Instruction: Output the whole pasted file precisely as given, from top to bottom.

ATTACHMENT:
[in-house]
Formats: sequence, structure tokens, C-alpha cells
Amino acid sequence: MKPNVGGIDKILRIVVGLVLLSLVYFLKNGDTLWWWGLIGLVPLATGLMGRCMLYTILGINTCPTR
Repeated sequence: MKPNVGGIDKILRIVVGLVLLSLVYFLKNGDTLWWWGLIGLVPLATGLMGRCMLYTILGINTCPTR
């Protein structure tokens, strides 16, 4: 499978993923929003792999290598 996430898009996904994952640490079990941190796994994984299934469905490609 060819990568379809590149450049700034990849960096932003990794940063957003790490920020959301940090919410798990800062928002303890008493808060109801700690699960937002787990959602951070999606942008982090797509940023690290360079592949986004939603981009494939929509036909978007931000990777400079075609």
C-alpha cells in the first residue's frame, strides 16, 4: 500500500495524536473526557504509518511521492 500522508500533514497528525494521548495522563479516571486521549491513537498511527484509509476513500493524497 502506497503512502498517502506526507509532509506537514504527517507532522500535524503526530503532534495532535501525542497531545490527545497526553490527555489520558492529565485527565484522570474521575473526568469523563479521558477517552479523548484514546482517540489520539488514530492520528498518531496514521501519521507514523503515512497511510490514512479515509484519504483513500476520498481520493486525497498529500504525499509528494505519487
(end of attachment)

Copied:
[in-house]
Formats: sequence, structure tokens, C-alpha cells
Amino acid sequence: MKPNVGGIDKILRIVVGLVLLSLVYFLKNGDTLWWWGLIGLVPLATGLMGRCMLYTILGINTCPTR
Repeated sequence: MKPNVGGIDKILRIVVGLVLLSLVYFLKNGDTLWWWGLIGLVPLATGLMGRCMLYTILGINTCPTR
């Protein structure tokens, strides 16, 4: 499978993923929003792999290598 996430898009996904994952640490079990941190796994994984299934469905490609 060819990568379809590149450049700034990849960096932003990794940063957003790490920020959301940090919410798990800062928002303890008493808060109801700690699960937002787990959602951070999606942008982090797509940023690290360079592949986004939603981009494939929509036909978007931000990777400079075609």
C-alpha cells in the first residue's frame, strides 16, 4: 500500500495524536473526557504509518511521492 500522508500533514497528525494521548495522563479516571486521549491513537498511527484509509476513500493524497 502506497503512502498517502506526507509532509506537514504527517507532522500535524503526530503532534495532535501525542497531545490527545497526553490527555489520558492529565485527565484522570474521575473526568469523563479521558477517552479523548484514546482517540489520539488514530492520528498518531496514521501519521507514523503515512497511510490514512479515509484519504483513500476520498481520493486525497498529500504525499509528494505519487